¼-½ cup fresh basil, coarsely chopped
  1. To make the sauce, puree the tomatoes and their liquid in a blender or food processor (or using an immersion blender) until smooth. Melt the butter in a medium saucepan over medium heat. Add the onion and cook about 1 minute, until it begins to soften. Stir in the tomato paste, garlic and red pepper flakes and mix just until fragrant, about 30 seconds. Stir in the tomato puree, lower the heat to medium-low, and simmer about 5-8 minutes, until the sauce is slightly thickened. Season to taste with salt and pepper. Remove the pan from the heat and stir in the cream, if using. Divide the sauce into three equal portions and freeze two of them for in airtight containers for later use.
  2. To make the pizza, preheat the oven to 350 degrees. Slice the tomatoes in half and place them on a parchment-lined rimmed baking sheet. In a small bowl, whisk together the olive oil, maple syrup, and salt. Pour the mixture over the tomatoes and gently toss until well coated. Arrange the tomatoes in a single layer, cut side up, and roast, without stirring, until the tomatoes shrink a bit and caramelize around the edges, 45 to 60 minutes. (You can do this up to a week ahead of time if you like—just let the tomatoes cool, scrape them into a glass or plastic container along with any liquid that was left on the baking sheet, seal tightly, and store in the refrigerator.).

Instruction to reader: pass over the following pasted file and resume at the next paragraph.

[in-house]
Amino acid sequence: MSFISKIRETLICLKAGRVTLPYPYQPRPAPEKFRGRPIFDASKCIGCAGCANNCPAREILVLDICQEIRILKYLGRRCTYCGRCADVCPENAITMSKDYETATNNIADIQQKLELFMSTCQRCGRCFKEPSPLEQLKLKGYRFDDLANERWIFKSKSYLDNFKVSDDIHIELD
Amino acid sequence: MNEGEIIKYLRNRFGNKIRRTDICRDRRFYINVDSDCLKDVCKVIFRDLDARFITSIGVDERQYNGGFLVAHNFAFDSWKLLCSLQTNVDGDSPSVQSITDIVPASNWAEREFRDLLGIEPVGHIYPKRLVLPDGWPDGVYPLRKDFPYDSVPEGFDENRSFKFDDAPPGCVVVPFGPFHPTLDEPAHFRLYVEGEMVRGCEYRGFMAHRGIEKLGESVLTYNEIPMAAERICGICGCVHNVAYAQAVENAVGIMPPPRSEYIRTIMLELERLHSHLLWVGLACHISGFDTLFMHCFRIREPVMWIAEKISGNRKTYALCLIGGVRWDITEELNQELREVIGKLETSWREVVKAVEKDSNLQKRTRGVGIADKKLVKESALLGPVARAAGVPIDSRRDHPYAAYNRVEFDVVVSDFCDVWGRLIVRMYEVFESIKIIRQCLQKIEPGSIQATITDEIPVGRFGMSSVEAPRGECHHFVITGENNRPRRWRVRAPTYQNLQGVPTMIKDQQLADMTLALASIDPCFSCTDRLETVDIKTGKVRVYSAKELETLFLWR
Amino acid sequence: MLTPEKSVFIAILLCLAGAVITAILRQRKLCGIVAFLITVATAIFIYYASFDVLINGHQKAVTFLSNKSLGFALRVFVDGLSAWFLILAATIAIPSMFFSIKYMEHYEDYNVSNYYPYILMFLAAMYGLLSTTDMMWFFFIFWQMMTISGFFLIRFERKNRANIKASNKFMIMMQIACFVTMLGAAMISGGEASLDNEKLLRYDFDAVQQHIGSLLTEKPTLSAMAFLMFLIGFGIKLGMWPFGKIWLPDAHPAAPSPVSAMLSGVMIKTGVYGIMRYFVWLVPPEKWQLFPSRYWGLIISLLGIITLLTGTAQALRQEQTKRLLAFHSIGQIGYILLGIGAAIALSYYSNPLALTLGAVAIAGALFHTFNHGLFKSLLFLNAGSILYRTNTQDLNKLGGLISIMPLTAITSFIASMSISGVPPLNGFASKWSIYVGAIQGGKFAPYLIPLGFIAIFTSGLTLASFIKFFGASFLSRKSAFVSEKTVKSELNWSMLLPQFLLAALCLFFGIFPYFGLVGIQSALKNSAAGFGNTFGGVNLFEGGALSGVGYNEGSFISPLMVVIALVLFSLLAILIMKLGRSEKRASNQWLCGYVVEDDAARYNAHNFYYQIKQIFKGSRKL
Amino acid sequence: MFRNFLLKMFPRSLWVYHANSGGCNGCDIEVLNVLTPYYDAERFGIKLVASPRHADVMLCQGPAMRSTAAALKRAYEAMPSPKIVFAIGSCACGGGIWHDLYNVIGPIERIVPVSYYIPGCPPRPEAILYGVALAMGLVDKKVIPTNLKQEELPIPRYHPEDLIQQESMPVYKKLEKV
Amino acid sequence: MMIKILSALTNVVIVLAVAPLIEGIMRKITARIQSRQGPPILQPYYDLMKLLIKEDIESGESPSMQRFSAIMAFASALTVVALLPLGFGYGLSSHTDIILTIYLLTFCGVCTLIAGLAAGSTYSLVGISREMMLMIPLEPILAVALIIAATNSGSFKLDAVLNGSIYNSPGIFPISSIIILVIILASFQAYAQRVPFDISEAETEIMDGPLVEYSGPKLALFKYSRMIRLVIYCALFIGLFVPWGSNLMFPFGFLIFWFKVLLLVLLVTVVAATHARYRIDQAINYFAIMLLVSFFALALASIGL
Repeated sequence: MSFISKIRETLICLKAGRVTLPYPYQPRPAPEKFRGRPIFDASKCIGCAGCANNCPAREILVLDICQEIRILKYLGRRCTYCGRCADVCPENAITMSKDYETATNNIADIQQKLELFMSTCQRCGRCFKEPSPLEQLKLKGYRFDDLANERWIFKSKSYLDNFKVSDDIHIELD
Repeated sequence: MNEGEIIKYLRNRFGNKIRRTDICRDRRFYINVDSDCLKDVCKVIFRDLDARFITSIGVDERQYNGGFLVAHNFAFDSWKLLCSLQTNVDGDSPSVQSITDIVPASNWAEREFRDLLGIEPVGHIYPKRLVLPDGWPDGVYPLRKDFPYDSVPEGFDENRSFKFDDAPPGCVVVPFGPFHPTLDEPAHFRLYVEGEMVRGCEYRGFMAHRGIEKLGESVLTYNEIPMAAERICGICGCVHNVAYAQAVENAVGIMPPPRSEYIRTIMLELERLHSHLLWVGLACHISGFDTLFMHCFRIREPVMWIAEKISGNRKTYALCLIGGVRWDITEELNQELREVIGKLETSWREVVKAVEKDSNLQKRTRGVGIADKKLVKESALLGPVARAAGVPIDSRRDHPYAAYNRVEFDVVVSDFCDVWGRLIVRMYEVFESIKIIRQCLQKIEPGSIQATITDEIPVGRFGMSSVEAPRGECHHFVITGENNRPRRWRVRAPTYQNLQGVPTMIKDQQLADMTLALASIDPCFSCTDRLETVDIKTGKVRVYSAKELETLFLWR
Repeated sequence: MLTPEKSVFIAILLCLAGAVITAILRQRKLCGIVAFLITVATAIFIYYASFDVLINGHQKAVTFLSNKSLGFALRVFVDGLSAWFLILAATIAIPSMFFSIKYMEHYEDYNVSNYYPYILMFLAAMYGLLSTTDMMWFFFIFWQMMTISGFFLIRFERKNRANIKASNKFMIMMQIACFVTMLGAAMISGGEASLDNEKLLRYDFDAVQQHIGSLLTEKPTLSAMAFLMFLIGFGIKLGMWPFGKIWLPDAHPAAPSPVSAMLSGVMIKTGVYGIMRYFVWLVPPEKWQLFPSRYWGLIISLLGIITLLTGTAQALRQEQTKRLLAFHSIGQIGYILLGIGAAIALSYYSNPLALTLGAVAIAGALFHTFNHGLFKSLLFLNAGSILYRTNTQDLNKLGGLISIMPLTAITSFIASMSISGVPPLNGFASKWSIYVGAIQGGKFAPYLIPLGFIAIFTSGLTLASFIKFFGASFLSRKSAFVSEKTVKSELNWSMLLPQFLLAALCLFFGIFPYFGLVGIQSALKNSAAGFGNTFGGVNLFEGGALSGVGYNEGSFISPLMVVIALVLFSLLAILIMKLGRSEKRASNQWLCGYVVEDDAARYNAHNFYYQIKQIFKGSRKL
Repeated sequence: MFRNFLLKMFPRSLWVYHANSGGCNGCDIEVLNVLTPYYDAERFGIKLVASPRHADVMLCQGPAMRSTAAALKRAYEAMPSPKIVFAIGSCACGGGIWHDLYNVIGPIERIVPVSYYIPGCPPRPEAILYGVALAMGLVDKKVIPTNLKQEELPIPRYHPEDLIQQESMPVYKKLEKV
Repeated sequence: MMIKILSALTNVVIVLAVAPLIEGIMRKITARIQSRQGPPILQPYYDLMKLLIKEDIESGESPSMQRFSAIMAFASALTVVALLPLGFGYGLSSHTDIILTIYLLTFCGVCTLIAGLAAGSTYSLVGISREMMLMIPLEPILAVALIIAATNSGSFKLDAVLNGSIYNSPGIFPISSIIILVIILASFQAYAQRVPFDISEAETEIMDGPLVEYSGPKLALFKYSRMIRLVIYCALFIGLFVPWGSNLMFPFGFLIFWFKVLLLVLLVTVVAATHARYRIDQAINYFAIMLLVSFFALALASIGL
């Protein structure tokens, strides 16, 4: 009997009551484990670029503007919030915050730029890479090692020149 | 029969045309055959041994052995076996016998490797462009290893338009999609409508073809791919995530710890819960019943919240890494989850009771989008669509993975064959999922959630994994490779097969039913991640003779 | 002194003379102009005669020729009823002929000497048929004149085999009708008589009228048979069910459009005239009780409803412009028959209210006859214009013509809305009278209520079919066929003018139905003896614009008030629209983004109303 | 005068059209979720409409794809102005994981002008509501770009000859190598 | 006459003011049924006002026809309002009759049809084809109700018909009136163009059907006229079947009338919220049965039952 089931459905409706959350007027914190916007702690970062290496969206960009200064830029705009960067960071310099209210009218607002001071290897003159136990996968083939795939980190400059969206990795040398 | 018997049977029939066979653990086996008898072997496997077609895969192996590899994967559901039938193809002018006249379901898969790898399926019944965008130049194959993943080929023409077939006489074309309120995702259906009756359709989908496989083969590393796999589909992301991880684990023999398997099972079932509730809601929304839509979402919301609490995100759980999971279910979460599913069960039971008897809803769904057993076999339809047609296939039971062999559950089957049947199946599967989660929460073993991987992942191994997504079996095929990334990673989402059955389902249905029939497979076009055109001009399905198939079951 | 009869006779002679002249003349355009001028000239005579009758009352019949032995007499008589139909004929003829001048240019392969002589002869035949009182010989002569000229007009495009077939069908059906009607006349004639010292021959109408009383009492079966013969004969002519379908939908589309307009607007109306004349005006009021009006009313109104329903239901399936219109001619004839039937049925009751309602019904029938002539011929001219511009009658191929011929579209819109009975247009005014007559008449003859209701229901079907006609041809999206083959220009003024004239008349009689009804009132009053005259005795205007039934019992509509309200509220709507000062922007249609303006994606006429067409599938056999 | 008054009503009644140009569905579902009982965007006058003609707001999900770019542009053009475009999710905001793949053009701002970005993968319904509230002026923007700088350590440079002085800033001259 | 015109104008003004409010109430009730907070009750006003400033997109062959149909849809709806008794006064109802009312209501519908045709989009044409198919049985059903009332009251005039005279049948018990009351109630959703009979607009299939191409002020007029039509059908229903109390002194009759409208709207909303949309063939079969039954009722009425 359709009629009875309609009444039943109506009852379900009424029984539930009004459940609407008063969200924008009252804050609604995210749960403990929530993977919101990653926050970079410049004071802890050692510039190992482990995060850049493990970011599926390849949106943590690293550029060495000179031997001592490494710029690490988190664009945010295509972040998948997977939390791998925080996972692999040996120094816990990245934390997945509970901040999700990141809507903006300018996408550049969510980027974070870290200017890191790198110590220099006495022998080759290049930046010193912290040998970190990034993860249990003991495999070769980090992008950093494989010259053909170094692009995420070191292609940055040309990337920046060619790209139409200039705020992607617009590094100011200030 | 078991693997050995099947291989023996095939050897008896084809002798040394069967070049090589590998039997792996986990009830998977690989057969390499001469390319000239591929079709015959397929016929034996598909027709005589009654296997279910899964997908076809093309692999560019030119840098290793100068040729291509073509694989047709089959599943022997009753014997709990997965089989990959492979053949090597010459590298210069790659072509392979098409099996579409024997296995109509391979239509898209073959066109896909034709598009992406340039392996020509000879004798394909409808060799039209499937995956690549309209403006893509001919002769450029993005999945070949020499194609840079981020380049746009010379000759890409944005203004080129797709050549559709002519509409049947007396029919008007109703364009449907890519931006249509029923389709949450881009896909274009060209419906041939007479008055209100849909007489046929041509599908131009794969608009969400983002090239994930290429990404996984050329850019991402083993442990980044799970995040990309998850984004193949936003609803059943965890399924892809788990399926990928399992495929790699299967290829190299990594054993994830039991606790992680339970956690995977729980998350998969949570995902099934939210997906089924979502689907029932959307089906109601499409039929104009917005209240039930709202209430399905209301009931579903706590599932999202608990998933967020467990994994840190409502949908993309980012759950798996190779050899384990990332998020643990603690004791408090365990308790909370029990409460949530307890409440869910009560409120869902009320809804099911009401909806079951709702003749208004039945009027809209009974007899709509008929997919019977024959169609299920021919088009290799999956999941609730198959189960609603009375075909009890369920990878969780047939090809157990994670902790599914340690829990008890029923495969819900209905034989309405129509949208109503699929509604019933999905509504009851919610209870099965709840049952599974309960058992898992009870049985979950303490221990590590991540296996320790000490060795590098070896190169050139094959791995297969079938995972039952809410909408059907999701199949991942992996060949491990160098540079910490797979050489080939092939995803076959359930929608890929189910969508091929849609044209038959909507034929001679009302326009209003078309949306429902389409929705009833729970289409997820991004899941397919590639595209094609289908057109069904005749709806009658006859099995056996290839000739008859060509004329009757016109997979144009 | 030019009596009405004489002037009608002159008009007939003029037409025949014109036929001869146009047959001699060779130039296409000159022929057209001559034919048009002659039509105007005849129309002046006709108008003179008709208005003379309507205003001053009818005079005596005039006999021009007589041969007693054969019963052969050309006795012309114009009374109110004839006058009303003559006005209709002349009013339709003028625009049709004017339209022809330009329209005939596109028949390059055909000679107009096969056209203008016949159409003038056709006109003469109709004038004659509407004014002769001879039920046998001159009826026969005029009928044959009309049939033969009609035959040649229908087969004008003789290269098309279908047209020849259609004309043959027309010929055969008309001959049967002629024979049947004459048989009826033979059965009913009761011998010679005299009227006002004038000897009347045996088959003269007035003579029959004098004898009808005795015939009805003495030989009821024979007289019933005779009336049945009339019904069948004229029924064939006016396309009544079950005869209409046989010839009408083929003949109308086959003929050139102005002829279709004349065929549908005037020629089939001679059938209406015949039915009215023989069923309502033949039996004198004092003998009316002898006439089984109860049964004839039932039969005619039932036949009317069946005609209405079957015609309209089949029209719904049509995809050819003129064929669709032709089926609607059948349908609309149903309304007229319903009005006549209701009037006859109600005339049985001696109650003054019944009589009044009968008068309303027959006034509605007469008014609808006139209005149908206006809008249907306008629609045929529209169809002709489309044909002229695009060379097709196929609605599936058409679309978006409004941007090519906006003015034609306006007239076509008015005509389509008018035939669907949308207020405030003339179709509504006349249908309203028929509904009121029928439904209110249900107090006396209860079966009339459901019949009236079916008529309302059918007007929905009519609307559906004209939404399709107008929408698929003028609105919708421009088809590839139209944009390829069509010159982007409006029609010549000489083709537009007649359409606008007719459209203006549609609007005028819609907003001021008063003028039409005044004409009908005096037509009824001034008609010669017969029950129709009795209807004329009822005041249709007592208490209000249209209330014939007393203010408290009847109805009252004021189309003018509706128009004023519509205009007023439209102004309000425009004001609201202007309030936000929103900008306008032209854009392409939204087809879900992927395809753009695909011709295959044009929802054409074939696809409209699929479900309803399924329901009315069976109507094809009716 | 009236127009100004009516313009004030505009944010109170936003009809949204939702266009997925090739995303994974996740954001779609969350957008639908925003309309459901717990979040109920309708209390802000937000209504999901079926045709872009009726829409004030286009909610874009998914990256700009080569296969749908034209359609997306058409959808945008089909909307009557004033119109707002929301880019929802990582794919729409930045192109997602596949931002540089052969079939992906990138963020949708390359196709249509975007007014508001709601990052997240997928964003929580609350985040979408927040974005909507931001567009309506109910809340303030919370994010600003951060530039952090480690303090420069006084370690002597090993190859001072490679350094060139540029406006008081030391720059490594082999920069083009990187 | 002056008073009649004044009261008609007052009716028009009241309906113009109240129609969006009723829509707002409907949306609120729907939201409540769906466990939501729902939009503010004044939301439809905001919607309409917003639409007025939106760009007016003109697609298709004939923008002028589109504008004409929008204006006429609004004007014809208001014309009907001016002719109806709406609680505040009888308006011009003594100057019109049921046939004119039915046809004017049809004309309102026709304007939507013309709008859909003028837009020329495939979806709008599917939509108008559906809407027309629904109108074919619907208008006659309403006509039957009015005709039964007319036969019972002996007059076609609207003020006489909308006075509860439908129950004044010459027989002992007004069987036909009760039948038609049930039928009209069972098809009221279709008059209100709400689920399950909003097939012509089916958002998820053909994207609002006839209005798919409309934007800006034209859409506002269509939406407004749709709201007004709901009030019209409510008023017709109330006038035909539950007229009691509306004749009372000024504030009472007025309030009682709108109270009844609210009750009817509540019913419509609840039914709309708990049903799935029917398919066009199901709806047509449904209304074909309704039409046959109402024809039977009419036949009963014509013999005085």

3. Increase the oven temperature to 450 degrees and roll out the pizza dough on a baking sheet dusted with cornmeal. Spread with an even layer of the tomato sauce. Sprinkle the mozzarella in an even layer over the sauce, and sprinkle the Parmesan over that. Dot the roasted tomatoes evenly over the cheese.